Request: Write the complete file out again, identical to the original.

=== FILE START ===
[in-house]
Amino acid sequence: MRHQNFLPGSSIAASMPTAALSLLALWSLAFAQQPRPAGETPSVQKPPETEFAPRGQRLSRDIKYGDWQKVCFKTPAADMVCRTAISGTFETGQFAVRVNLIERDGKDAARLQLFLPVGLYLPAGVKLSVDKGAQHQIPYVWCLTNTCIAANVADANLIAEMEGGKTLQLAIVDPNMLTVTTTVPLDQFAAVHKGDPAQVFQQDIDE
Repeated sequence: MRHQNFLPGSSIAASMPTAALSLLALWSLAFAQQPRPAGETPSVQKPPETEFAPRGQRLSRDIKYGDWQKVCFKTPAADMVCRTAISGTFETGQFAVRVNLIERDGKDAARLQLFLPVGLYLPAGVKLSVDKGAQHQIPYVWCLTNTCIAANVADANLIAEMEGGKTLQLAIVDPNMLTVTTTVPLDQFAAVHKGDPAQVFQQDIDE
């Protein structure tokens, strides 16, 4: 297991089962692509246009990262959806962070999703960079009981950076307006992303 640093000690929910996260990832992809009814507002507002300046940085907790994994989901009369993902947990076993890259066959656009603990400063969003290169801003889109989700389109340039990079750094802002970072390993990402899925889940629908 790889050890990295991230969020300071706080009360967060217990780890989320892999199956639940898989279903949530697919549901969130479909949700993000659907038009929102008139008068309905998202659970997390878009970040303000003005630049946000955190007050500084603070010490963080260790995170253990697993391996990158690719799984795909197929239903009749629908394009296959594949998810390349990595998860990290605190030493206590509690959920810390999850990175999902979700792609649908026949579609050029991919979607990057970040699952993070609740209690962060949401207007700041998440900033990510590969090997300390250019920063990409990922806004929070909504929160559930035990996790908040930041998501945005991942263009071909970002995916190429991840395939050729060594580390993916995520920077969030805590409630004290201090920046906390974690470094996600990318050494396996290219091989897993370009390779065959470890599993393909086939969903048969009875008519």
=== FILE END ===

[in-house]
Amino acid sequence: MRHQNFLPGSSIAASMPTAALSLLALWSLAFAQQPRPAGETPSVQKPPETEFAPRGQRLSRDIKYGDWQKVCFKTPAADMVCRTAISGTFETGQFAVRVNLIERDGKDAARLQLFLPVGLYLPAGVKLSVDKGAQHQIPYVWCLTNTCIAANVADANLIAEMEGGKTLQLAIVDPNMLTVTTTVPLDQFAAVHKGDPAQVFQQDIDE
Repeated sequence: MRHQNFLPGSSIAASMPTAALSLLALWSLAFAQQPRPAGETPSVQKPPETEFAPRGQRLSRDIKYGDWQKVCFKTPAADMVCRTAISGTFETGQFAVRVNLIERDGKDAARLQLFLPVGLYLPAGVKLSVDKGAQHQIPYVWCLTNTCIAANVADANLIAEMEGGKTLQLAIVDPNMLTVTTTVPLDQFAAVHKGDPAQVFQQDIDE
């Protein structure tokens, strides 16, 4: 297991089962692509246009990262959806962070999703960079009981950076307006992303 640093000690929910996260990832992809009814507002507002300046940085907790994994989901009369993902947990076993890259066959656009603990400063969003290169801003889109989700389109340039990079750094802002970072390993990402899925889940629908 790889050890990295991230969020300071706080009360967060217990780890989320892999199956639940898989279903949530697919549901969130479909949700993000659907038009929102008139008068309905998202659970997390878009970040303000003005630049946000955190007050500084603070010490963080260790995170253990697993391996990158690719799984795909197929239903009749629908394009296959594949998810390349990595998860990290605190030493206590509690959920810390999850990175999902979700792609649908026949579609050029991919979607990057970040699952993070609740209690962060949401207007700041998440900033990510590969090997300390250019920063990409990922806004929070909504929160559930035990996790908040930041998501945005991942263009071909970002995916190429991840395939050729060594580390993916995520920077969030805590409630004290201090920046906390974690470094996600990318050494396996290219091989897993370009390779065959470890599993393909086939969903048969009875008519």